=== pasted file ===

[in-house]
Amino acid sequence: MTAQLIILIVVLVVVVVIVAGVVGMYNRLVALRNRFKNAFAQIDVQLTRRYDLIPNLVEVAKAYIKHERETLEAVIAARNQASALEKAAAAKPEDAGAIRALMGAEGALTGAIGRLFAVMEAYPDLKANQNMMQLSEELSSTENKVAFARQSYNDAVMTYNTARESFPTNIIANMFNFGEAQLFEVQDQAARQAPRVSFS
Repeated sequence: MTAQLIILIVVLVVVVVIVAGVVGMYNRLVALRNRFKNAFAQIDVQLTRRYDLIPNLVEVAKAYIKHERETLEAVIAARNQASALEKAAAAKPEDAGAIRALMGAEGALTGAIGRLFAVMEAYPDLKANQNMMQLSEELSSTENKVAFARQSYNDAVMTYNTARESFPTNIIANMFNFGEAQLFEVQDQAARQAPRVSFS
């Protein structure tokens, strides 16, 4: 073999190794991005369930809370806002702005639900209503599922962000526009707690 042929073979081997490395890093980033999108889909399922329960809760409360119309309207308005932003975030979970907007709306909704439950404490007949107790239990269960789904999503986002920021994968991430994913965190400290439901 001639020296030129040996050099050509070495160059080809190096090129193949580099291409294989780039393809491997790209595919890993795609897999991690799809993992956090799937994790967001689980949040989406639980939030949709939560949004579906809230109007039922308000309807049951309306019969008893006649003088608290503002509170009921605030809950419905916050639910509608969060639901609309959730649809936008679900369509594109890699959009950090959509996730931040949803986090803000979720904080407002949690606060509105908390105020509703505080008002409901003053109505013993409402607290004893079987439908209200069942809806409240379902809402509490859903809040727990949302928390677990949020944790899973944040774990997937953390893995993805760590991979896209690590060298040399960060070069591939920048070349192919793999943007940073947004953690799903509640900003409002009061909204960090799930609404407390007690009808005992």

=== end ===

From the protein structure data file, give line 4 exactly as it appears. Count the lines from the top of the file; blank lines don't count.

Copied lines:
């Protein structure tokens, strides 16, 4: 073999190794991005369930809370806002702005639900209503599922962000526009707690 042929073979081997490395890093980033999108889909399922329960809760409360119309309207308005932003975030979970907007709306909704439950404490007949107790239990269960789904999503986002920021994968991430994913965190400290439901 001639020296030129040996050099050509070495160059080809190096090129193949580099291409294989780039393809491997790209595919890993795609897999991690799809993992956090799937994790967001689980949040989406639980939030949709939560949004579906809230109007039922308000309807049951309306019969008893006649003088608290503002509170009921605030809950419905916050639910509608969060639901609309959730649809936008679900369509594109890699959009950090959509996730931040949803986090803000979720904080407002949690606060509105908390105020509703505080008002409901003053109505013993409402607290004893079987439908209200069942809806409240379902809402509490859903809040727990949302928390677990949020944790899973944040774990997937953390893995993805760590991979896209690590060298040399960060070069591939920048070349192919793999943007940073947004953690799903509640900003409002009061909204960090799930609404407390007690009808005992």